Not that we haven’t touched on this in the past but if you mosey on down to, the tool developed by supporters of Wikileaks’ recent decision to dump a quarter million of United States classified diplomatic cables, and type in a search for “Hip-Hop” you will be provided with a snapshot of historical examples of “cultural programs” and other associated propaganda schemes devised by U.S. government employees as a method to improve our great nation’s image amongst the youth of countries throughout the world (although notably focused on countries with high potential for anti-US sentiment). Although not entirely new information, especially if you follow news releases, it is still interesting to have it all in one place, neatly chronicled and in the voice of diplomats. Hopefully this can at least instigate discussion on the topic and raise the question of when exactly it was that Hip-Hop, in the eyes of those with political influence, went from being a profane and explicit Public Enemy to a powerful political tool?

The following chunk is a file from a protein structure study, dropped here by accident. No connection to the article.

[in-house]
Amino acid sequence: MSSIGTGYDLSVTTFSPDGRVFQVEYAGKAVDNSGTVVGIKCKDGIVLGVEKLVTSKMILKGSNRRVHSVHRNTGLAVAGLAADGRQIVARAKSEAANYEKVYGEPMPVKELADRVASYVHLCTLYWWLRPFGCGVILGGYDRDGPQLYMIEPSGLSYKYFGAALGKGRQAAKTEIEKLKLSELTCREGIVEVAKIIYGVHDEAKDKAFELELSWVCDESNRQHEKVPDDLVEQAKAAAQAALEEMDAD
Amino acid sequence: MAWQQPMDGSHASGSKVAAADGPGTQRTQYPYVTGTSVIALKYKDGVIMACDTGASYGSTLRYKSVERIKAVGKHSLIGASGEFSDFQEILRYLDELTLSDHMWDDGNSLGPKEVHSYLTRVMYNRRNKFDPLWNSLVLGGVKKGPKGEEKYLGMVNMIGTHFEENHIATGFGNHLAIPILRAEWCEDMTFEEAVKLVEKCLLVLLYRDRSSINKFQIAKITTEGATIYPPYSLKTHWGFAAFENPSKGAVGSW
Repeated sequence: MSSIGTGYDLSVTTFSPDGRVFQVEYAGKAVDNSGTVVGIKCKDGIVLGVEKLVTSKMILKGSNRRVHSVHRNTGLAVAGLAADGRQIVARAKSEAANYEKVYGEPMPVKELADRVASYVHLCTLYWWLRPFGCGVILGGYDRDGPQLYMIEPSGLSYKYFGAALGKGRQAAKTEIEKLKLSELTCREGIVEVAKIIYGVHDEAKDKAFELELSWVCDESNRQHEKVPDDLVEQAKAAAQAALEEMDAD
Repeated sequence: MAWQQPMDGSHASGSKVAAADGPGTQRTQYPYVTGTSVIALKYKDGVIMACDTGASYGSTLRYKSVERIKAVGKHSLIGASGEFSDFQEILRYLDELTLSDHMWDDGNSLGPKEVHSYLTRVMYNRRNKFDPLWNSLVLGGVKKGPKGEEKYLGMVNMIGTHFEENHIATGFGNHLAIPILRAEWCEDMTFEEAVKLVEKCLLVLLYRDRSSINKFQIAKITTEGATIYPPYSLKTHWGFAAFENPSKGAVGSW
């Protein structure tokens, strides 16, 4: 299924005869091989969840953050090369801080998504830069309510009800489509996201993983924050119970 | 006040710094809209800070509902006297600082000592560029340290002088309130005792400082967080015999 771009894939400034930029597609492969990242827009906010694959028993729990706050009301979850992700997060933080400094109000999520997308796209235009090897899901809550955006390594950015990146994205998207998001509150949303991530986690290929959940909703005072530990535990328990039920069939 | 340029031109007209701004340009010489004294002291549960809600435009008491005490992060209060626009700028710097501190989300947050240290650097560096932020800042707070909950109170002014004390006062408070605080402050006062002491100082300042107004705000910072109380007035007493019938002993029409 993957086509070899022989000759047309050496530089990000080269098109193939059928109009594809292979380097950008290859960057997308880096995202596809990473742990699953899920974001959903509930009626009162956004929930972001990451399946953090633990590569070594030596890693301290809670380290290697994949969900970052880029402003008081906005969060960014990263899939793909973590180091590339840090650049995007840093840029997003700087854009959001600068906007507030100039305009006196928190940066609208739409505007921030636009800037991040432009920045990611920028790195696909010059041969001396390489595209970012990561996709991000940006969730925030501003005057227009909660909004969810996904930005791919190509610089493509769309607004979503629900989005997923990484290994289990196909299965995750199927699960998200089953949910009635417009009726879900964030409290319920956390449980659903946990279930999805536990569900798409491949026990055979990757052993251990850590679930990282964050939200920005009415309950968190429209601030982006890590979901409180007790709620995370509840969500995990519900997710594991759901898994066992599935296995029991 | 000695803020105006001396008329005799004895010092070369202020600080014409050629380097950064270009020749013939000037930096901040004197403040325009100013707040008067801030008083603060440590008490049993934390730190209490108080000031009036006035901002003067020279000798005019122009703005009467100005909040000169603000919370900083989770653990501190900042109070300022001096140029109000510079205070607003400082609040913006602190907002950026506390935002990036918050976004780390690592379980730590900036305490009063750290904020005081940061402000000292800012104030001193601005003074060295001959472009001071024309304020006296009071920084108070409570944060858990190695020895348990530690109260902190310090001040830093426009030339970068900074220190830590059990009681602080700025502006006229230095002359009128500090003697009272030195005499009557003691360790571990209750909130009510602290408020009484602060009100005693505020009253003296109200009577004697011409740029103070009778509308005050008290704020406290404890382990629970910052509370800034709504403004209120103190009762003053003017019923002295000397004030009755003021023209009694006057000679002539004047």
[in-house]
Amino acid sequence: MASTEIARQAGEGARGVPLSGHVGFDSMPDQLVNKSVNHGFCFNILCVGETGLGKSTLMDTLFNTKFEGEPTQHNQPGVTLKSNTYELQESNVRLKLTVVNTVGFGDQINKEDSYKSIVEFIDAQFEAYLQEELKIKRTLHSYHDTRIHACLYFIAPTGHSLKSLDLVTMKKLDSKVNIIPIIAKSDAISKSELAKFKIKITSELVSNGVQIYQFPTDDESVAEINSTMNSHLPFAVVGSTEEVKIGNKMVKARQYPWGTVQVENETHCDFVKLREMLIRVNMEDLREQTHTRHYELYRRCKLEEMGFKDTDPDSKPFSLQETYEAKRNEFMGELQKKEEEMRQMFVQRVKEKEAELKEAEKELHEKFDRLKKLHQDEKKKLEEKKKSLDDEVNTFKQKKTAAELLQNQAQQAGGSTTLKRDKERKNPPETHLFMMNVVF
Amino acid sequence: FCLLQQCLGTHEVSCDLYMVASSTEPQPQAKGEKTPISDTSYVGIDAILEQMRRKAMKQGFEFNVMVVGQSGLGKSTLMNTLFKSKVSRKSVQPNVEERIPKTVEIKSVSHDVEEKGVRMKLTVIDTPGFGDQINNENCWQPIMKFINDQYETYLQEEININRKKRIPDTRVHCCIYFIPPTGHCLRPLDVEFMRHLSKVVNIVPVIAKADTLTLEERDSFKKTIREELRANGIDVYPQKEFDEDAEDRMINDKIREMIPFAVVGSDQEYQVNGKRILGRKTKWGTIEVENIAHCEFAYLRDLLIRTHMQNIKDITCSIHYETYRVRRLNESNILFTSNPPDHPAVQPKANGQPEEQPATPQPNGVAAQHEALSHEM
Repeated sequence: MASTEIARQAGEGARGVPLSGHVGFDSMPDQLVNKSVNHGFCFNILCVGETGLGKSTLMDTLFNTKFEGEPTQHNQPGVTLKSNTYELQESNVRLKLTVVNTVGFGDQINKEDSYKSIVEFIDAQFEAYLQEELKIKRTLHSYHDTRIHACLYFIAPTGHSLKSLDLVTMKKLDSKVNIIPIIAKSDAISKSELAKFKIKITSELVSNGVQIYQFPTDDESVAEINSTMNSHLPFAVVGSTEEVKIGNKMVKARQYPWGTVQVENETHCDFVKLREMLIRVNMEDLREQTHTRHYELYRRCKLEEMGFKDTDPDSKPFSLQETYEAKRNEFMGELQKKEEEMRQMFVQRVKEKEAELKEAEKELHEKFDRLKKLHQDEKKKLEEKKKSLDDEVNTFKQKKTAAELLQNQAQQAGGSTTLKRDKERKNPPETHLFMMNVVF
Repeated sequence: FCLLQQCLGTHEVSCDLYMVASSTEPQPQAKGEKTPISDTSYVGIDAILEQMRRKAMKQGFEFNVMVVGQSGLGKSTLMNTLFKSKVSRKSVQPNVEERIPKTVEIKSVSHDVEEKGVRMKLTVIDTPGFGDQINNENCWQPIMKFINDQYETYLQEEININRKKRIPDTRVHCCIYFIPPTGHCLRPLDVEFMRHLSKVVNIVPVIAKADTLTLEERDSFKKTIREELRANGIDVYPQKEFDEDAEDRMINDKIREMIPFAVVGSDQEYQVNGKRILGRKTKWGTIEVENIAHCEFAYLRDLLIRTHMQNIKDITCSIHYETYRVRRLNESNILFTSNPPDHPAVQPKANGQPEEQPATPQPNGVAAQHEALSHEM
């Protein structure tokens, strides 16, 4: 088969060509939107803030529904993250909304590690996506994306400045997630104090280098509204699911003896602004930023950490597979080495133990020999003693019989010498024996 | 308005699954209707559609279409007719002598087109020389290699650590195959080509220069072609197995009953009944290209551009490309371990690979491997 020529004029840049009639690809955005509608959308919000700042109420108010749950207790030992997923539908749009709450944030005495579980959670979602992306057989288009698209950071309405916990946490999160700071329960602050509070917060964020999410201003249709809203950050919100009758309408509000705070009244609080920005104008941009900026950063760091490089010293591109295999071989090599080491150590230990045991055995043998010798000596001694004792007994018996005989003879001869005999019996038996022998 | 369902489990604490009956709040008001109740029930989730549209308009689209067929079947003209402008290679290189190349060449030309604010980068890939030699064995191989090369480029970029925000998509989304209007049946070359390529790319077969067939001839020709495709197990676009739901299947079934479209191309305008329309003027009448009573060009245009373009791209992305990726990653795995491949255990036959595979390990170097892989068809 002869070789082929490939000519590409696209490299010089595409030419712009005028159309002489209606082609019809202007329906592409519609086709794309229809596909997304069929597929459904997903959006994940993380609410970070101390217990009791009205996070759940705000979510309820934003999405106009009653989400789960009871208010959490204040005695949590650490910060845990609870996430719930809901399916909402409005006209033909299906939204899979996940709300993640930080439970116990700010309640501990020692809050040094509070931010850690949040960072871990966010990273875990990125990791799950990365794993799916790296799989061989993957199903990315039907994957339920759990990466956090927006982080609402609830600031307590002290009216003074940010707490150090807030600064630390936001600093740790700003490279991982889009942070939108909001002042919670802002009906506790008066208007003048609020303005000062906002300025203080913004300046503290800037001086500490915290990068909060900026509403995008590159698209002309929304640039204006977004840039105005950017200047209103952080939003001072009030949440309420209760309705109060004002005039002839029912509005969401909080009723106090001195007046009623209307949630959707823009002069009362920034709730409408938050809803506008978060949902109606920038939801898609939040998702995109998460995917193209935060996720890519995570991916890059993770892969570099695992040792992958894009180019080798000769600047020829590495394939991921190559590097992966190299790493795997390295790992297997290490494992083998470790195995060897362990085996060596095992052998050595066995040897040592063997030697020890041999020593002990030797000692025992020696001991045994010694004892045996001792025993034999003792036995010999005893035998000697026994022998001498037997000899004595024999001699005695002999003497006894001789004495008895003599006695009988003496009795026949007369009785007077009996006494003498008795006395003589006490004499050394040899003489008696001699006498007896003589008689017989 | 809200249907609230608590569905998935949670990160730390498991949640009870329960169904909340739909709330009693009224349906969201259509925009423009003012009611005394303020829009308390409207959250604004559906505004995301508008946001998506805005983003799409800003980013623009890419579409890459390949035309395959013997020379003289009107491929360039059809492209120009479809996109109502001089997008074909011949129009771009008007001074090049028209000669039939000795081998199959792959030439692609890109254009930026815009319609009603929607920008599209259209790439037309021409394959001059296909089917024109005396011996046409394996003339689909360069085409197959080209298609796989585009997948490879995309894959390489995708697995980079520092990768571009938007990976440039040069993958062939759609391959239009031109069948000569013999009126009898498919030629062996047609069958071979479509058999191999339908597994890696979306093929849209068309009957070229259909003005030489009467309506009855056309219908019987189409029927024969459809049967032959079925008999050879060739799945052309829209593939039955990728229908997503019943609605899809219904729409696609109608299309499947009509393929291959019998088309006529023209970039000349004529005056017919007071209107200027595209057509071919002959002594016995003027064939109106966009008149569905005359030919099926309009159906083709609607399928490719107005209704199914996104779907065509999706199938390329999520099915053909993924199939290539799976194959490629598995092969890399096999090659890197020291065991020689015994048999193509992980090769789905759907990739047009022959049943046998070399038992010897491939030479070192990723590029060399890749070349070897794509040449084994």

Here is a prime example from the U.S. Embassy in Lesotho (Mar 2008):


PROGRAM DESCRIPTION: Embassy Maseru requests a speaker to capitalize on the growing influence of hip hop music and associated poetry among youth in Lesotho. In connection with Embassy Maseru’s MSP goal of “Promoting Mutual Understanding and Support for Foreign Policy,” post requests a speaker qualified to speak about the history and development of hip hop as a popular music form in the United States…..

PURPOSE OF THE PROGRAM: Through presenting hip hop as a global phenomenon which is deeply rooted in the American experience, we hope to show youth audiences the impact which the United States has in defining “cool” in the global youth culture. We hope to use hip hop as a tool to persuade young Basotho audiences to take a second look at America apart from certain negative images in the world media which have taken hold among Lesotho’s college students. As stated above, this request is firmly supported by post’s Mission Strategic Plan.